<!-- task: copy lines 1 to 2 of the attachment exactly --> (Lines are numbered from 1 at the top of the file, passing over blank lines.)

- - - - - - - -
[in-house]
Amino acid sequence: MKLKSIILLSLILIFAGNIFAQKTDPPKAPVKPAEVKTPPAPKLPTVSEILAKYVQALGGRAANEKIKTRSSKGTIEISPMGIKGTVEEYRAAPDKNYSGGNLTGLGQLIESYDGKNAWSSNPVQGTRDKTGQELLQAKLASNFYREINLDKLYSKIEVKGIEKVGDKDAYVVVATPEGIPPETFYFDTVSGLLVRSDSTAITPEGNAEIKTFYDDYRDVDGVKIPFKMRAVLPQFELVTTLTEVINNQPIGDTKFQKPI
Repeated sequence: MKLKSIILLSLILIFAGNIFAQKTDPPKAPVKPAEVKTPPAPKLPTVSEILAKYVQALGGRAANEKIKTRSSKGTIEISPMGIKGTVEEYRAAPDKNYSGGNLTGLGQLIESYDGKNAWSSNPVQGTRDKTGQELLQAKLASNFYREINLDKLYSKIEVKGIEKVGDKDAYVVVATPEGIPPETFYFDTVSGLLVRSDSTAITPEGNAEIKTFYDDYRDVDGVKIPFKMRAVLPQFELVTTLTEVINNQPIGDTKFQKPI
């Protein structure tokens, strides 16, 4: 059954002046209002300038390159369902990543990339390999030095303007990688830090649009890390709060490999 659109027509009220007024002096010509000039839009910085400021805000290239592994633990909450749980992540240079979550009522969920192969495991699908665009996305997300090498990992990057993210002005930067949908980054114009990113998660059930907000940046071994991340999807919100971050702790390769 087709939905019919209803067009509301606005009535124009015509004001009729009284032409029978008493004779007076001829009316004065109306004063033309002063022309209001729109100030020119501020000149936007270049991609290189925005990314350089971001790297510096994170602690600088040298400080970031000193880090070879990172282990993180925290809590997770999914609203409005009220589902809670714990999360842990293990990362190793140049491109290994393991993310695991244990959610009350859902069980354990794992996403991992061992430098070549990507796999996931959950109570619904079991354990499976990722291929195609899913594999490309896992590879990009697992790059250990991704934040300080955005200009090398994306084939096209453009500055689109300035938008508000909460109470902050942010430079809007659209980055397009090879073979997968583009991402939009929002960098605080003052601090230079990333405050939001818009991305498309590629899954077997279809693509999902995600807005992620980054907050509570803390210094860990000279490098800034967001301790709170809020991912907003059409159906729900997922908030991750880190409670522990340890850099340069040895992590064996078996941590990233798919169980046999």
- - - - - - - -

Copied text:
[in-house]
Amino acid sequence: MKLKSIILLSLILIFAGNIFAQKTDPPKAPVKPAEVKTPPAPKLPTVSEILAKYVQALGGRAANEKIKTRSSKGTIEISPMGIKGTVEEYRAAPDKNYSGGNLTGLGQLIESYDGKNAWSSNPVQGTRDKTGQELLQAKLASNFYREINLDKLYSKIEVKGIEKVGDKDAYVVVATPEGIPPETFYFDTVSGLLVRSDSTAITPEGNAEIKTFYDDYRDVDGVKIPFKMRAVLPQFELVTTLTEVINNQPIGDTKFQKPI